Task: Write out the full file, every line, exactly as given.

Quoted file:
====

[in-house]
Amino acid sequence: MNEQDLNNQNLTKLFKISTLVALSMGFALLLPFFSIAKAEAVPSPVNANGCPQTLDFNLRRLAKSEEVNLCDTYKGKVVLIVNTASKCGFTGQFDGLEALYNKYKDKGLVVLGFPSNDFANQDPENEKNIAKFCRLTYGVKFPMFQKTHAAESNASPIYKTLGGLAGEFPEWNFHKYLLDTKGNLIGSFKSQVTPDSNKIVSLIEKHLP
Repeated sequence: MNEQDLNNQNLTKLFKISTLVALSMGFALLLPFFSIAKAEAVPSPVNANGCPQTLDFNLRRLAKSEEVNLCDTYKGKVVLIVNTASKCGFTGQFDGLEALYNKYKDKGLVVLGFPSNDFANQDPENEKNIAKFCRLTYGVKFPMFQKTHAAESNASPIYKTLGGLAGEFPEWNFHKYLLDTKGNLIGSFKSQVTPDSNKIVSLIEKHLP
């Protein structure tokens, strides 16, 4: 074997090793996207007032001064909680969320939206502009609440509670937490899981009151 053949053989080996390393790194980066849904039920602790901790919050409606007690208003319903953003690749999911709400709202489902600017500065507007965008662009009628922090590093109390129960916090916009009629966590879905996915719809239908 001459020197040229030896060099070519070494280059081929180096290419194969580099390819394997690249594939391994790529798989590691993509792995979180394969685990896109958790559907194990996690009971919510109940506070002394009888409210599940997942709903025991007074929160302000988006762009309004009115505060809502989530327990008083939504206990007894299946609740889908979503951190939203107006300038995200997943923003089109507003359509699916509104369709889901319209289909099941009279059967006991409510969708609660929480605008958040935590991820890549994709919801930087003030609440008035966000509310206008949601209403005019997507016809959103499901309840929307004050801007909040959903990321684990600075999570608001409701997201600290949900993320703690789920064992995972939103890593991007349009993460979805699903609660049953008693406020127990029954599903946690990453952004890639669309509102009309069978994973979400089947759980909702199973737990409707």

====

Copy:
[in-house]
Amino acid sequence: MNEQDLNNQNLTKLFKISTLVALSMGFALLLPFFSIAKAEAVPSPVNANGCPQTLDFNLRRLAKSEEVNLCDTYKGKVVLIVNTASKCGFTGQFDGLEALYNKYKDKGLVVLGFPSNDFANQDPENEKNIAKFCRLTYGVKFPMFQKTHAAESNASPIYKTLGGLAGEFPEWNFHKYLLDTKGNLIGSFKSQVTPDSNKIVSLIEKHLP
Repeated sequence: MNEQDLNNQNLTKLFKISTLVALSMGFALLLPFFSIAKAEAVPSPVNANGCPQTLDFNLRRLAKSEEVNLCDTYKGKVVLIVNTASKCGFTGQFDGLEALYNKYKDKGLVVLGFPSNDFANQDPENEKNIAKFCRLTYGVKFPMFQKTHAAESNASPIYKTLGGLAGEFPEWNFHKYLLDTKGNLIGSFKSQVTPDSNKIVSLIEKHLP
């Protein structure tokens, strides 16, 4: 074997090793996207007032001064909680969320939206502009609440509670937490899981009151 053949053989080996390393790194980066849904039920602790901790919050409606007690208003319903953003690749999911709400709202489902600017500065507007965008662009009628922090590093109390129960916090916009009629966590879905996915719809239908 001459020197040229030896060099070519070494280059081929180096290419194969580099390819394997690249594939391994790529798989590691993509792995979180394969685990896109958790559907194990996690009971919510109940506070002394009888409210599940997942709903025991007074929160302000988006762009309004009115505060809502989530327990008083939504206990007894299946609740889908979503951190939203107006300038995200997943923003089109507003359509699916509104369709889901319209289909099941009279059967006991409510969708609660929480605008958040935590991820890549994709919801930087003030609440008035966000509310206008949601209403005019997507016809959103499901309840929307004050801007909040959903990321684990600075999570608001409701997201600290949900993320703690789920064992995972939103890593991007349009993460979805699903609660049953008693406020127990029954599903946690990453952004890639669309509102009309069978994973979400089947759980909702199973737990409707």